Abstract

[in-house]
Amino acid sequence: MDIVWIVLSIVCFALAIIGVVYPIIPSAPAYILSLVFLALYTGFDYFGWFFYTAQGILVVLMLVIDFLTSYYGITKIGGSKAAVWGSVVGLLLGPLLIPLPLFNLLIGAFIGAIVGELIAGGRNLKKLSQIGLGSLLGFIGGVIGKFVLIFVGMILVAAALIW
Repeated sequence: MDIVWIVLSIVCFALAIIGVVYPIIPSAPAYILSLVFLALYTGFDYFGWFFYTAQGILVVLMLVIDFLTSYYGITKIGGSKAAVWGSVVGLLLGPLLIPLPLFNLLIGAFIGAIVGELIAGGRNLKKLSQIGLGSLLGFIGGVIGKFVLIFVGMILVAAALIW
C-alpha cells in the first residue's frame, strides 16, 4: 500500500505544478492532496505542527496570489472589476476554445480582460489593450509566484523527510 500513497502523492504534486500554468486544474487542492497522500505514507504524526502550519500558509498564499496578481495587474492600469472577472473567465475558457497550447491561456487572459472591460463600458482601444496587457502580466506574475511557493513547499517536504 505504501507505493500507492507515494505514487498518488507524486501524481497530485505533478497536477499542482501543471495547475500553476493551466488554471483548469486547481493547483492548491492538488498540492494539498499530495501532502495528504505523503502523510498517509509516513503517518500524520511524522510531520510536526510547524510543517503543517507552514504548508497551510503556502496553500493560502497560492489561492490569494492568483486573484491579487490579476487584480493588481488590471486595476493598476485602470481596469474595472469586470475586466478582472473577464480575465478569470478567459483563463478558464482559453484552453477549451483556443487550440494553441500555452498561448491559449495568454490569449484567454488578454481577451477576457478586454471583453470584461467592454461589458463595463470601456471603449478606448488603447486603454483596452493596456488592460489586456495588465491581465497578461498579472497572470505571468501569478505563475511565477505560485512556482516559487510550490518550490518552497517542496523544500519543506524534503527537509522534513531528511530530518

The rotating mechanism of diffuser stall in a centrifugal compressor with a vaneless diffuser is investigated via experimental and computational analyses. Diffuser stall is generated as the mass flow rate decreases, and it rotates at 25%–30% of the impeller rotational speed. First, a diffuser stall cell emerges at 180° from the cutoff by the hub-side boundary layer separation. Subsequently, the diffuser stall cell develops further owing to boundary layer separation accumulation and an induced low-velocity area. The low-velocity region forms a blockage across the diffuser passage span. The diffuser stall cell expands owing to the boundary layer separations that occurred on the shroud and hub wall by turns. Finally, the diffuser stall cell vanishes when it passes the cutoff because mass flow recovery occurred. Furthermore, the static pressure ahead of the rotating stall decreases because of the merging of the impeller discharge flow and the reverse flow from the casing. Accordingly, a reverse flow occurred owing to the evolution of the separation vortex at the diffuser exit. In addition, the flow angle decreases by the merging of the impeller discharge flow and reverse flow from the casing. Therefore, boundary layer separations start occurring on the shroud and hub wall ahead of the stall cell. The rotating mechanism of the diffuser stall is induced by the reverse flow development and a decrease in the flow angle ahead of the stall cell.

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